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One in four Saudis risk a cardiac arrest in ten years

25% had diabetes, 34% had hypertension, 25% were smokers, 27% were obese, 86% were not involved in any physical exercise and 19% had dyslipidaemia

One in four adults in Saudi Arabia is set to have a cardiac arrest within the next ten years according to research presented at the 26th Annual Conference of the Saudi Heart Association (SHA), in Riyadh, Saudi Arabia. The researchers from the Prince Salman Heart Centre, King Fahad Medical City in Riyadh, found that due to the high level of risk factors, 26% of participants were at high risk of having a cardiac arrest or dying from a cardiac arrest in the next decade.

"The majority of people we studied were between 20 and 40 years old and 26% were at high risk of a cardiac arrest or death from a cardiac arrest in ten years,” said Dr Muhammad Adil Soofi, first author of the research and assistant consultant in adult cardiology at Prince Salman Heart Centre. “Unhealthy lifestyles start at a young age in the Gulf and people reap the consequences early in life."

Soofi's study investigated the prevalence of risk factors for heart disease in more than 4,900 Saudis living in urban areas who were over 20 years old and had no history of heart disease. Their ten year risk of a cardiac arrest or death from a cardiac arrest was calculated using the Framingham Risk Score.

Most people in the study (85%) were less than 40 years old and 55% were women. The researchers found that 25% had diabetes, 34% had hypertension, 25% were smokers, 27% were obese, 86% were not involved in any physical exercise and 19% had dyslipidaemia. As a result of the high level of risk factors, 26% of participants were at high risk of having a cardiac arrest or dying from a cardiac arrest in ten years.

Unsurprisingly, diabetes had a major impact on risk and when it was excluded as a risk factor, the proportion at high risk of a cardiac arrest or death from a cardiac arrest fell to just over 4%.

“Diabetes doesn't occur in isolation. Diabetic individuals had a significantly increased prevalence of other risk factors such as obesity, hypertension, smoking and dyslipidaemia,” he added. “Diabetes and other risk factors start at an early age in Saudi Arabia. When we looked just at people under the age of 30, we found that 14% were diabetic, 27% were obese, 31% were smokers and 77% were not physically active. So it's a whole package that will lead to heart disease in a decade."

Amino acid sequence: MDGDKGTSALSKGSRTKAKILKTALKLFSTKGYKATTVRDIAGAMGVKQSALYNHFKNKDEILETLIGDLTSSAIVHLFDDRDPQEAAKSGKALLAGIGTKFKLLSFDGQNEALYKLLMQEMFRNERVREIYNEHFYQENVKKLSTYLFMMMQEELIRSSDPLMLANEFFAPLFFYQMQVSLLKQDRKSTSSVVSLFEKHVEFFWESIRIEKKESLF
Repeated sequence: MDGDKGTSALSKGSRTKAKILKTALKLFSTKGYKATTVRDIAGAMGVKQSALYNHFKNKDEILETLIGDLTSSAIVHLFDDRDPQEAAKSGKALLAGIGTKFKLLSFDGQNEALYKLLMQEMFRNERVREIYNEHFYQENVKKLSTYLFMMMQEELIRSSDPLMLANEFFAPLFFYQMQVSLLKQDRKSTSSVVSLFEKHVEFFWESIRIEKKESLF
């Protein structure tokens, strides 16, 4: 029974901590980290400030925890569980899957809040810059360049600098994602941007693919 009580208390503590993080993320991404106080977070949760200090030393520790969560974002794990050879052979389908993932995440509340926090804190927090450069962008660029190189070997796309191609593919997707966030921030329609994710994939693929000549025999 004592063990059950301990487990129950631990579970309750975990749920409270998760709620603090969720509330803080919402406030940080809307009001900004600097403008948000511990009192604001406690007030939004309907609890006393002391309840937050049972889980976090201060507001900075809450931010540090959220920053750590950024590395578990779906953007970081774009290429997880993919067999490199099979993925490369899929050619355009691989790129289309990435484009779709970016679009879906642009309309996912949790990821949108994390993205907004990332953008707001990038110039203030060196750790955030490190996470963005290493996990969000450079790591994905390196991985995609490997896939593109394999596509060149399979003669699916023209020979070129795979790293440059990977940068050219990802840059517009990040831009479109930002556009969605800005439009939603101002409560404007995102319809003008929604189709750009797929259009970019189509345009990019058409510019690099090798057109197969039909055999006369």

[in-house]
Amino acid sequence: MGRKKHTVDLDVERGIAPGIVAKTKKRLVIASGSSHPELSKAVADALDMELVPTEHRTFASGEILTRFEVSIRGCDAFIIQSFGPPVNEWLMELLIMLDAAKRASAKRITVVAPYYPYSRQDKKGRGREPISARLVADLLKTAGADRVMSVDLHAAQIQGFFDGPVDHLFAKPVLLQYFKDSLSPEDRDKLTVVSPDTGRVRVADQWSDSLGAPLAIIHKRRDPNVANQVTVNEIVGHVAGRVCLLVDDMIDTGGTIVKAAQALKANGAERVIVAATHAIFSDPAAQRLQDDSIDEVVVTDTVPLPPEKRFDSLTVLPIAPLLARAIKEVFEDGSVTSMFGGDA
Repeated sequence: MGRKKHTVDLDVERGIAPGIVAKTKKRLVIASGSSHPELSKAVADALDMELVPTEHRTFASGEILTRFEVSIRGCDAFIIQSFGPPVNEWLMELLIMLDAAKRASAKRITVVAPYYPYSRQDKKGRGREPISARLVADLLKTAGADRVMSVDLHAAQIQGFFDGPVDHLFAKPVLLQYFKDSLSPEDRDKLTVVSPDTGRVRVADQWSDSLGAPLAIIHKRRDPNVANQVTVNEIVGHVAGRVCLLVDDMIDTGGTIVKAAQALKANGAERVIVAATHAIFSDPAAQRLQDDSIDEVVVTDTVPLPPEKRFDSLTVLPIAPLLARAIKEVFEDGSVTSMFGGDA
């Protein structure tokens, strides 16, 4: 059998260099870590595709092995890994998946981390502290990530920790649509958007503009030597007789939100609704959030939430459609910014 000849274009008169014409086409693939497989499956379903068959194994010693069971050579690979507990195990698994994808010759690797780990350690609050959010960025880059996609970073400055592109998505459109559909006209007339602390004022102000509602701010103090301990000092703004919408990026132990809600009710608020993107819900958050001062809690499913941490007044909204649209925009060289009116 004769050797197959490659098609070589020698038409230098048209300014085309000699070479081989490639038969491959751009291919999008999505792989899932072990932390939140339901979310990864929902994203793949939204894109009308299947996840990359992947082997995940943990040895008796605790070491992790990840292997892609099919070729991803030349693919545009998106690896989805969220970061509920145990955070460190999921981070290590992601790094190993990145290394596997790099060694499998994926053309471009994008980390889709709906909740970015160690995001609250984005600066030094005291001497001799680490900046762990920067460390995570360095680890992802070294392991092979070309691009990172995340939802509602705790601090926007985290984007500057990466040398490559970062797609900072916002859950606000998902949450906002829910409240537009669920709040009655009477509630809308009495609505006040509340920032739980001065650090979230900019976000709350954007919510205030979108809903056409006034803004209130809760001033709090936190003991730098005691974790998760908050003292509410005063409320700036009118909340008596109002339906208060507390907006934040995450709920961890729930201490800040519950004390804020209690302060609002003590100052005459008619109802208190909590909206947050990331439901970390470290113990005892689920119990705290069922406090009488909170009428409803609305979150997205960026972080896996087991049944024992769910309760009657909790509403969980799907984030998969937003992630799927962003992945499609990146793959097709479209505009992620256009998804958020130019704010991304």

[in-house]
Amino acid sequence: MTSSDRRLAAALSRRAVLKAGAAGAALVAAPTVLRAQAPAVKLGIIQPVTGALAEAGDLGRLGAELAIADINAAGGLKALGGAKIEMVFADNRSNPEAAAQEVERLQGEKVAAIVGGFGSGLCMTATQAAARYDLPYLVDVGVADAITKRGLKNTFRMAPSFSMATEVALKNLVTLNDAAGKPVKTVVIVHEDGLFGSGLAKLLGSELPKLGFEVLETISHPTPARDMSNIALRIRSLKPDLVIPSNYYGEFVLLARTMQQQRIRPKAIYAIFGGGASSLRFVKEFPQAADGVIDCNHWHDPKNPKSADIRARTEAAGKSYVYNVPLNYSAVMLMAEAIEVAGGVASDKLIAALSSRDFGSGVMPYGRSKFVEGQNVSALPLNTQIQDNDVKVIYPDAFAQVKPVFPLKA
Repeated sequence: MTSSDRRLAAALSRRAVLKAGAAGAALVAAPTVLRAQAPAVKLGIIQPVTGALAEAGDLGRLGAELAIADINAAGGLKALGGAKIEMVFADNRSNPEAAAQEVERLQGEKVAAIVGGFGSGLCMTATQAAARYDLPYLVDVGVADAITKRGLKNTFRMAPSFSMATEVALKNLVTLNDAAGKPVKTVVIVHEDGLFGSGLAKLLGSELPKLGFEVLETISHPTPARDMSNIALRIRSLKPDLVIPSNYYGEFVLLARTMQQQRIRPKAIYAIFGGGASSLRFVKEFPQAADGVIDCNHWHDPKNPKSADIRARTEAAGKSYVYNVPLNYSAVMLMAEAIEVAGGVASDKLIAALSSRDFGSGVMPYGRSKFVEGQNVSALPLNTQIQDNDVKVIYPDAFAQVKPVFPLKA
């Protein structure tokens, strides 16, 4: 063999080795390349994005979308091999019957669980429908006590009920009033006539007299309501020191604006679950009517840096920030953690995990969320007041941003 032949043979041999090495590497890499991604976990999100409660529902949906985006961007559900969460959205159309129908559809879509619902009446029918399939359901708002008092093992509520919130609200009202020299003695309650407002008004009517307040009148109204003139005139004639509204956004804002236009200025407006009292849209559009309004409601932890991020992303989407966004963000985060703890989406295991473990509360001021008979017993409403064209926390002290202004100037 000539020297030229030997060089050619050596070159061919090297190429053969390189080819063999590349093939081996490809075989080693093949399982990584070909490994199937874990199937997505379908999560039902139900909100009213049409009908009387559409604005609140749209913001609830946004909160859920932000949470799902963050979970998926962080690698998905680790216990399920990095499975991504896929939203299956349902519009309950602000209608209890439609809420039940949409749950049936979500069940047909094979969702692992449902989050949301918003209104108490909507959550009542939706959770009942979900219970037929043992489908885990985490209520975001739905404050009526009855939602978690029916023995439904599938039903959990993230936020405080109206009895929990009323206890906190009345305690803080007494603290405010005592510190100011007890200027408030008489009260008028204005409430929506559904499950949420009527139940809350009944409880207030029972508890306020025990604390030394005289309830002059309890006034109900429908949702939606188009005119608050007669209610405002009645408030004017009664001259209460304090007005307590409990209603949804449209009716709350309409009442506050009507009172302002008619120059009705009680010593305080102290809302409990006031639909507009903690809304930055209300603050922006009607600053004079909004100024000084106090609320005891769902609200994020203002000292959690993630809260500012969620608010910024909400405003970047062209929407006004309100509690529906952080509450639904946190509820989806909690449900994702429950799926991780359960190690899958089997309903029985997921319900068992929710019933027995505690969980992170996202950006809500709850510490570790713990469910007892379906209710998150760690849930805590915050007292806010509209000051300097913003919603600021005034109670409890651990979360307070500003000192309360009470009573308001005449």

"They eat more fast food and deep fried items and on top of that do not exercise,” he said when explaining that urbanisation, lack of education and Westernisation could be to blame for the unhealthy lifestyles of young Saudis. “Atherosclerosis, obesity and other risk factors set in at a very early stage and ultimately lead to cardiac arrests and even death at a young age."

"We need to educate the public on their doorstep. That means using radio, television and the internet to communicate how to eat healthily, exercise and quit smoking. If the situation remains as it is now, today's 30 year olds will be a burden on society rather than active contributors by age 50."

“Most Gulf countries have young populations. In Saudi Arabia 50% of people are less than 25 years old and their unhealthy lifestyles mean we are facing a serious epidemic of heart disease in 15 to 20 years,” said Professor Hani Najm, SHA vice president, past president and head of international affairs. “Healthy lifestyles are a rare occurrence in the Gulf region and bad habits start early. Nearly one-third of teenagers smoke in some areas and the levels are even higher in others. Young people's addiction to smart phones and social media has turned them into electronic potatoes, today's version of the couch potato but no longer confined to one room as with television. They have zero intention of being physically active. Governments should have a responsibility to provide free indoor gyms and green spaces for exercise."

"The Gulf States have sophisticated tertiary care for heart disease patients but, alarmingly, we lack primary prevention programmes,” Dr Khalid Al Habib, SHA president. “These need to start today so that children and young people do not spend their adult life with diabetes and heart disease."

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